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College of Education

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Empowering Change through Family-School Partnerships

Researchers: Lenny Sanchez, Yang Wang, and Eurydice Bauer 

Background & Objectives 

Although students who attend dual immersion language programs rely on the school to further their academic and language skills, we recognize parents also possess vital epistemic knowledge that contributes to students’ success in schools. However, there are very few reported studies in dual immersion programs that examine the parental dimension of school engagement and enrichment (See Bauer, 2015). In addition, despite increased interests in schools implementing globally-minded curriculum, there is little empirical research that investigates how schools build bridges to families to include parents in the schools’ development of students as global leaders. This study contributes to addressing both of these research gaps - family engagement in dual immersion schools and family engagement in global leadership initiatives – through creating and implementing various family-school initiatives at an elementary school in the Mid-Atlantic region. Thus, our project will enhance research scholarship and contribute to the school’s growing dual immersion programs and its school-wide goals of global leadership and project-based teaching through our efforts to: support existing and increase family literacy practices in the home, foster links between the school’s mission of global leadership and biliteracy to family’s situated knowledges, facilitate links between family literacy practices and teachers’ classroom practices; and expand research on various dimensions of family-school partnerships. These efforts directly align with the district’s missions of providing high-quality education and fostering students’ world-class skills as well as the school’s magnet goals of enhancing biliteracy, language immersion, and global leadership.  

 

What Underlies Success in Spanish Dual-Language Programs? An Investigation on the Interplay between Family and School Contexts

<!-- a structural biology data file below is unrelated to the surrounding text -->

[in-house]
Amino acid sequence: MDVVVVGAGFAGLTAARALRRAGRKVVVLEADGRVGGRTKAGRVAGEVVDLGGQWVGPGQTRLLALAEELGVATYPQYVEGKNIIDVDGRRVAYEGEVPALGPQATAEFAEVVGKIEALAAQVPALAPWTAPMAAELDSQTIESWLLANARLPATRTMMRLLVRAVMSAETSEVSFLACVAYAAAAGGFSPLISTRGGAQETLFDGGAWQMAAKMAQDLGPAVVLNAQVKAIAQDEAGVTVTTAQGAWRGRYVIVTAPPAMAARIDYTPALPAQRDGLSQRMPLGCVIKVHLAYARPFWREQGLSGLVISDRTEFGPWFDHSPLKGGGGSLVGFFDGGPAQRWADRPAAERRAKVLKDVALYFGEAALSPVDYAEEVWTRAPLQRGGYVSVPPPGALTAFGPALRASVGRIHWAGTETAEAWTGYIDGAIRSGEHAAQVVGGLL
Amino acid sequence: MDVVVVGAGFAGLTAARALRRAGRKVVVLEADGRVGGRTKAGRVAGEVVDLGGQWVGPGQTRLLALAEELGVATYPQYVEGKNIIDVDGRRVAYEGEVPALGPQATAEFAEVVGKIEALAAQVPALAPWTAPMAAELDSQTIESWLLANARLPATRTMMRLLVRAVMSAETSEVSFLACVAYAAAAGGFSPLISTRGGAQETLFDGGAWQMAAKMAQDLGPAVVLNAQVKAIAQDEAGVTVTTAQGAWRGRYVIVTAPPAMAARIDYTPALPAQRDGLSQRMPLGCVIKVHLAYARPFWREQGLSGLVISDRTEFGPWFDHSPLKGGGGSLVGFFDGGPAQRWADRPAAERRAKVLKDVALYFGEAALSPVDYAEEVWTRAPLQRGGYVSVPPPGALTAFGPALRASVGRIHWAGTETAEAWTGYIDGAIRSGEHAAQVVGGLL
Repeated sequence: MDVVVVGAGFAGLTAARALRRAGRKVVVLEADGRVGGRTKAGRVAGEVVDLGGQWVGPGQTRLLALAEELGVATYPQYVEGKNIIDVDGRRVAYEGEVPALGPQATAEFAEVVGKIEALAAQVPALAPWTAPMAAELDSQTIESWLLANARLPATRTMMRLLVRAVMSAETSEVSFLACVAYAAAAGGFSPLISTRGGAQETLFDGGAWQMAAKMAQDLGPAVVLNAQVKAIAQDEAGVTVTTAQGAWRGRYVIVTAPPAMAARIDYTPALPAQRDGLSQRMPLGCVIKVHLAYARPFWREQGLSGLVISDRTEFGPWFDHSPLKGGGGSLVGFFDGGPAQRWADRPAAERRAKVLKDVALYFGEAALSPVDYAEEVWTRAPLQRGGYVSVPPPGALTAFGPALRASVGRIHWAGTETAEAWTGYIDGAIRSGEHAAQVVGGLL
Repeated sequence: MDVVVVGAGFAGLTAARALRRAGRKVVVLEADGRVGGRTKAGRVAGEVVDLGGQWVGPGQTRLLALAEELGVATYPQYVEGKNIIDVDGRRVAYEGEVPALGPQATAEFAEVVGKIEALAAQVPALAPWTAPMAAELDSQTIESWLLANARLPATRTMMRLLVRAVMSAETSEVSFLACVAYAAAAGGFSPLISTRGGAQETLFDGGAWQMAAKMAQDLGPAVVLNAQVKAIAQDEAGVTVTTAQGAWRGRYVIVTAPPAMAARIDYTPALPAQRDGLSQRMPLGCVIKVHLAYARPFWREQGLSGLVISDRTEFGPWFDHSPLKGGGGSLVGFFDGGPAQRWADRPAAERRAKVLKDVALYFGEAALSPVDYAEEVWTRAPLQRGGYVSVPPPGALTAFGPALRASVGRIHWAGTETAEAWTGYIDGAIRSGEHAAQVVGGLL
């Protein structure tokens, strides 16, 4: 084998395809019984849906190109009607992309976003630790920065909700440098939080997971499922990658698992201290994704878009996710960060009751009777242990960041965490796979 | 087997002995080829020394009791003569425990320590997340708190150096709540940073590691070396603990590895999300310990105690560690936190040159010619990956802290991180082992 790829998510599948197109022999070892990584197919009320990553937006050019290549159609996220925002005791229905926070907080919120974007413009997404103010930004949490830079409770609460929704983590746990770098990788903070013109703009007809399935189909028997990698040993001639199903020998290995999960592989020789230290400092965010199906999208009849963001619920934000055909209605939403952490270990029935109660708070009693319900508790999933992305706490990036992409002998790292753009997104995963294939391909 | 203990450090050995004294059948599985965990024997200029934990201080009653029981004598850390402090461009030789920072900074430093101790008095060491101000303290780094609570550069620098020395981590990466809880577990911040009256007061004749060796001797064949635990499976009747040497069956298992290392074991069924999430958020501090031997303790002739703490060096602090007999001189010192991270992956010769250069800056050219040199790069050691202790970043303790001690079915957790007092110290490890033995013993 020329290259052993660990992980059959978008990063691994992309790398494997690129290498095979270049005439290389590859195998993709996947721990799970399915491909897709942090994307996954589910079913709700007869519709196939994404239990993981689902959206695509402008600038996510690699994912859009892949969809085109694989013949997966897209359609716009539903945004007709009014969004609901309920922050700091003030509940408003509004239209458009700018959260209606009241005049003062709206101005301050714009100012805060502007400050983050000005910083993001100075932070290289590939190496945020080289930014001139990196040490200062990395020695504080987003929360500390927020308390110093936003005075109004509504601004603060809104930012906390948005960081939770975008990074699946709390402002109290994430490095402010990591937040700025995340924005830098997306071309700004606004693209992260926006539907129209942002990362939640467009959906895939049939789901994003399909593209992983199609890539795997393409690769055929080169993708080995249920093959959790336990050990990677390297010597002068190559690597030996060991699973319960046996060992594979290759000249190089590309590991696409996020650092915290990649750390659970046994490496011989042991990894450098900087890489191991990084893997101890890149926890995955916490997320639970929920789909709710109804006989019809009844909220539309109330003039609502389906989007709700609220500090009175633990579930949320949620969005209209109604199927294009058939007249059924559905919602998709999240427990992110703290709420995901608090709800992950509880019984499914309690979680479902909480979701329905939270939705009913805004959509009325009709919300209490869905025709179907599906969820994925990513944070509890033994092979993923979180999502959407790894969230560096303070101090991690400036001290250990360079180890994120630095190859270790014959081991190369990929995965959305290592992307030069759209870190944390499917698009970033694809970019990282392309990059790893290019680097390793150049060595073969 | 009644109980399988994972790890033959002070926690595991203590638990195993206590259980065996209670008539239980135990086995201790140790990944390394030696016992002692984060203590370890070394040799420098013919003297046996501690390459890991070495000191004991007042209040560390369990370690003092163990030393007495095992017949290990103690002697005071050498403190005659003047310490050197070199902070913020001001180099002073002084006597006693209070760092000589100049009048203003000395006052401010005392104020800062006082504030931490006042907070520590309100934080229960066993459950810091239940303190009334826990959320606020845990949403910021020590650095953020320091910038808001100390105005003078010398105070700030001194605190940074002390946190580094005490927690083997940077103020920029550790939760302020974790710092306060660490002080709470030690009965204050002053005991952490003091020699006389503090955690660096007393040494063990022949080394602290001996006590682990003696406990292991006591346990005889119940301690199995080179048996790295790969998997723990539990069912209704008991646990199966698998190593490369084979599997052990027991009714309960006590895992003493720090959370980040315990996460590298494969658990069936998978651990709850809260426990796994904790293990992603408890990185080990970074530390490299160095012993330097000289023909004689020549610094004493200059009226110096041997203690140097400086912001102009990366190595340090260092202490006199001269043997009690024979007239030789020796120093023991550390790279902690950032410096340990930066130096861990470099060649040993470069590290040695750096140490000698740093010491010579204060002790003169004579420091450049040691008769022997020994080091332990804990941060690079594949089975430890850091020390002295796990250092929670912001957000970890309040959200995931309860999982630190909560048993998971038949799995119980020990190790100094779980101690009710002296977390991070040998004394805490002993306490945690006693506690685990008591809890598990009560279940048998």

Researchers: Cecilia Cheung (UCR), Eurydice Bauer (USC), Daniele Delaney (UCR)

Background & Objectives 

Recent research has shed light on the importance of sociocultural context (Alamillo, Yun, Bennett, 2016; Edwards, 1998; Paris, 2012) on biliteracy development. In particular, the dynamic and mutual influences among key stakeholders – including parents, teachers, and the developing child – have been postulated to create additive effects that shape children’s acquisition and maintenance of biliterary competence. There is evidence that, at least in dual-language programs, children benefit through excising free choice in using their preferred language when interacting with other children and teachers (Alamillo et al., 2016). In addition, when children are allowed to use two languages (e.g., Spanish and English) interchangeably as they navigate the learning environment, they tend to be more expressive and engaged in the activities (August, Goldenberg, & Rueda, 2010).  

The proposed research used a mixed method approach to understand the interplay between the family and school environments in a Spanish dual-language program. The research was conducted in a bilingual preschool in the mid-Atlantic region. In 2016, the preschool served 101 Latino children in 2015-16. Most families of students spoke primarily Spanish at home.  Most parents (71%) were highly engaged in their children’s education according to indicators such as attending conferences, chaperoning field trips, and children’s school attendance. 

 


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